Fall is my "off" season anyway. By the time Christmas rolls around, I'm probably at my lowest fitness of the year. I don't roll off much, but I do little to no VOmax work this time of year. Instead, I ride for pure enjoyment, burning down the fitness I accumulated over last winter on skis and over the summer on the bike.
This Saturday, three of us enjoyed yet another 50 mile MTB ride on a perfect day. How often do you get to ride in shorts in mid-November and finish with shins covered in dust? Just awesome. Dave, Soups and I hit the GWB (Georgetown-Rowley, Willowdale, Bradley-Palmer) loop again, the same course the three of us rode in August. I'd have to say that is one of my favorite local rides, along with the 50+ mile Massabesic-Bear Brook loop. Both offer boat loads of flow and just enough tech to keep it interesting.
Leaf drop is pretty much complete now. That added an element of sketchiness that was not present in August. Dave was on his rigid with road friendly 2.0" Geax AKA tires. Soups was sporting monster truck tires, 2.4" Maxxis Ardent's. I was somewhere in the middle, having just mounted new 2.25" Schwalbe Racing Ralph's. Can you guess how this turned out?
We went out pretty hard, with a bit of pavement and a lot of carriage track in the first 15 miles. It didn't take long before knee warmers came off. The cloud cover dissipated, giving way to a perfect bluebird sky. Bombing down "Skull Face" in Bradley Palmer, Soups just took off. I was on the cusp of smacking up with a tree continuously with my RR tires not gaining traction in the leaves. Soups claimed it was his tires, but I suspect there was a lot more to it than that. Soups no doubt brought his CX skills to the game as well. Dave, with his gravel grinder tires, experienced even more near death experiences. This became the pattern for the rest of the ride.
After topping water off at the Cumberland mid-ride, we headed into Georgetown-Rowley. The most challenging terrain is saved for last, when the fatigue begins to skyrocket. Lots of tight trails in there, and not flat either. Dave suffered a boo-boo early in GR, I suffered a mishap as we left GR. Deep leaves on ATV trail masked loose orange-sized rocks around a turn that instantly spit my bike out from under me. Of course, I landed hard on the wrist I fractured in August. At first I feared for my scaphoid, but I think maybe I just "loosened up" some scar tissue in there. Soups was not having any of these difficulties with his behemoth tires. Perhaps size really does matter.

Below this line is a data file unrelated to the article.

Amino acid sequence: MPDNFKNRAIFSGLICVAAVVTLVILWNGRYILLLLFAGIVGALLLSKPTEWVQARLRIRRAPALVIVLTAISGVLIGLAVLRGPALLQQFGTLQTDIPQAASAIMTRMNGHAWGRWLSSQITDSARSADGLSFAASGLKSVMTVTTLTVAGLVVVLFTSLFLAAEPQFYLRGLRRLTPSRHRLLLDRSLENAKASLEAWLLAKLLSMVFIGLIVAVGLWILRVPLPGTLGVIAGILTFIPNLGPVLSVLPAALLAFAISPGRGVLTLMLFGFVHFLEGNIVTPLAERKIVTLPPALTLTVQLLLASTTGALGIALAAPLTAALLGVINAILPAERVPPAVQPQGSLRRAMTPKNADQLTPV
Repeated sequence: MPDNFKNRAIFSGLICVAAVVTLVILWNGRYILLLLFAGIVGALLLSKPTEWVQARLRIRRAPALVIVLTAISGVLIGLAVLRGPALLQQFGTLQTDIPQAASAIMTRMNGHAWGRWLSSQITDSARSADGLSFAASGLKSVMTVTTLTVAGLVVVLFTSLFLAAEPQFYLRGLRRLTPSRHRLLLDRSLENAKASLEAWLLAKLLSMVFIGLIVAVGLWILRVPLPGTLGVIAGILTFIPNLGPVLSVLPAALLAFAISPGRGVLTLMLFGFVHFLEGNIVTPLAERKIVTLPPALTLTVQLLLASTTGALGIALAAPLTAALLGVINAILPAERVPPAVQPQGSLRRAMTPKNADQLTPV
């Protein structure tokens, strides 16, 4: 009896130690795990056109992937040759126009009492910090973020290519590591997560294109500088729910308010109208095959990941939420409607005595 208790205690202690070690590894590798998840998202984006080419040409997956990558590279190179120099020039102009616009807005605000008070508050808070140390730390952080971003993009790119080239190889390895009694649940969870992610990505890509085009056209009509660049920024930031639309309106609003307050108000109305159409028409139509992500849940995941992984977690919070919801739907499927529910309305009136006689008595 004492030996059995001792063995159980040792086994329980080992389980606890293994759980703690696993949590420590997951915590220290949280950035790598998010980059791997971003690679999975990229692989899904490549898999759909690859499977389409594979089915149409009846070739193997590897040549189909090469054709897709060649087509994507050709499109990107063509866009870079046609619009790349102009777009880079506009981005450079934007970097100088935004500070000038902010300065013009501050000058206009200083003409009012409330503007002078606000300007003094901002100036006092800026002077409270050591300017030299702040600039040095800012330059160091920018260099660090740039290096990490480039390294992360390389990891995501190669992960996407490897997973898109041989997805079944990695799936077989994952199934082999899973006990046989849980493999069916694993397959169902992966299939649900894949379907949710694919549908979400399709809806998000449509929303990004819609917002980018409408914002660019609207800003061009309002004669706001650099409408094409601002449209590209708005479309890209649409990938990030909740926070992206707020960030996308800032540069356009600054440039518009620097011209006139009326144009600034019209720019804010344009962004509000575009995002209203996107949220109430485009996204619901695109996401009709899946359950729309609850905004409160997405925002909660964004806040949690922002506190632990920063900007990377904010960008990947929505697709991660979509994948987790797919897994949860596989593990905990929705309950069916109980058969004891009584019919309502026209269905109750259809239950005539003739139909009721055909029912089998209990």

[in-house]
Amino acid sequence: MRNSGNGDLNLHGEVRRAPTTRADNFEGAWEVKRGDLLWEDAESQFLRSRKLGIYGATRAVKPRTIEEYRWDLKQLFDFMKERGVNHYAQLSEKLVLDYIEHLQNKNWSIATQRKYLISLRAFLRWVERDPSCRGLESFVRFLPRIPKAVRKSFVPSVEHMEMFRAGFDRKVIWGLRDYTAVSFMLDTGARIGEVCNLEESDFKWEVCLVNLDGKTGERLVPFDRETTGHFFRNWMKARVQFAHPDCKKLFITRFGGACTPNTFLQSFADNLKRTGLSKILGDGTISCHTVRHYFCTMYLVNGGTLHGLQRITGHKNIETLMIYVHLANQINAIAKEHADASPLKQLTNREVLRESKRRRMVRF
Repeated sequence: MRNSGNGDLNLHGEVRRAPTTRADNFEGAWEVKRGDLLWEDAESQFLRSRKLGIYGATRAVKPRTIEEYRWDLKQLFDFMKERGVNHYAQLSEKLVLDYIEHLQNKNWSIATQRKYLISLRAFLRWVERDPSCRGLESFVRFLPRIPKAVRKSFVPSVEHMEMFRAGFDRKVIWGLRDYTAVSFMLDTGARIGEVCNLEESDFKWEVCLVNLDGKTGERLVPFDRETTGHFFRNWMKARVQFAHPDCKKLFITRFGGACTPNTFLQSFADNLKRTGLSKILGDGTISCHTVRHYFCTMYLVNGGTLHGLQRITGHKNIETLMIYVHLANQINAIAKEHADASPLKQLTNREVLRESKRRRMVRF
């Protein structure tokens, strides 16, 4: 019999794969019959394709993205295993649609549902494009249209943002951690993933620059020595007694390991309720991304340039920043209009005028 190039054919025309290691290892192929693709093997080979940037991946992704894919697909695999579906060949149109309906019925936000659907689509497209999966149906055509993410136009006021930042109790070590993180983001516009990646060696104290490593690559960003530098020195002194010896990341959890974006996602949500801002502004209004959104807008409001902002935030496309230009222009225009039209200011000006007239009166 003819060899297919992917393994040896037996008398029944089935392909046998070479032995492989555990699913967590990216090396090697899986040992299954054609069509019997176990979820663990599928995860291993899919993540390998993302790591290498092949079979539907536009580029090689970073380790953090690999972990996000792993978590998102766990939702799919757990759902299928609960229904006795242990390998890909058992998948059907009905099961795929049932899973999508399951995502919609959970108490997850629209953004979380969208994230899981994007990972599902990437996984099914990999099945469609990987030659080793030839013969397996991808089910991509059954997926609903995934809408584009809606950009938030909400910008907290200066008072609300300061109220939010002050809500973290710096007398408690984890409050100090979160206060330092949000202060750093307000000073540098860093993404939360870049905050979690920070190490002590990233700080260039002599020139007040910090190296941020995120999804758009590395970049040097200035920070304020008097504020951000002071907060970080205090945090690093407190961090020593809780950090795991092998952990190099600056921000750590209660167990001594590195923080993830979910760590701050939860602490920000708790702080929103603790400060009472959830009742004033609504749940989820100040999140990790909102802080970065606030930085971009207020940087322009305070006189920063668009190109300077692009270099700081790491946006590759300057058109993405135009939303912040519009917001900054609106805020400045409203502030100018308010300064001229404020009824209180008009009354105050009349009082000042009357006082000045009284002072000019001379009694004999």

With a bit more down-time than usual due to a broken chain, crashes and frequent bike set-up induced re-groupings, the sun was getting low in the sky as we finished. Actually, this time of year, shadows stay long, even at noon. Starting with long layers, shedding them mid-ride, then feeling the need for them again as we finished stimulated the senses. Have to love days like that.
I finished with 50.9mi, 4400ft in 4.4hrs moving time on my Garmin 705. This was about two minutes faster than in August, despite leaf drop. I used a wheel sensor. I also ran my Garmin 500 linked to the sensor. Both recorded same distance (within 0.2%), yet Strava ignores wheel sensor data with the 500, shorting me 10% on distance. Only the 705 data is posted on Strava right now, as Strava no longer lets you post duplicates of a workout. I will post on Strava distance inaccuracies later this week. In the mean time, here are a few pics from the ride.
Dave on lots of leaf cover in Willowdale.
Soups with no fear of washing out in leaves.
Soups riding glacial esker on Bay Circuit Trail
Beaver dam crossing
Dave in Georgetown-Rowley around a rock that confounds Soups each time
Soups towards the end of loop through Georgetown
What's on your ride (like "What's in your wallet" commercial)? Soups' Ardent on left, Dave's
AKA on right.
Who is this bearded man? A flannel shirt and overalls would complete the look.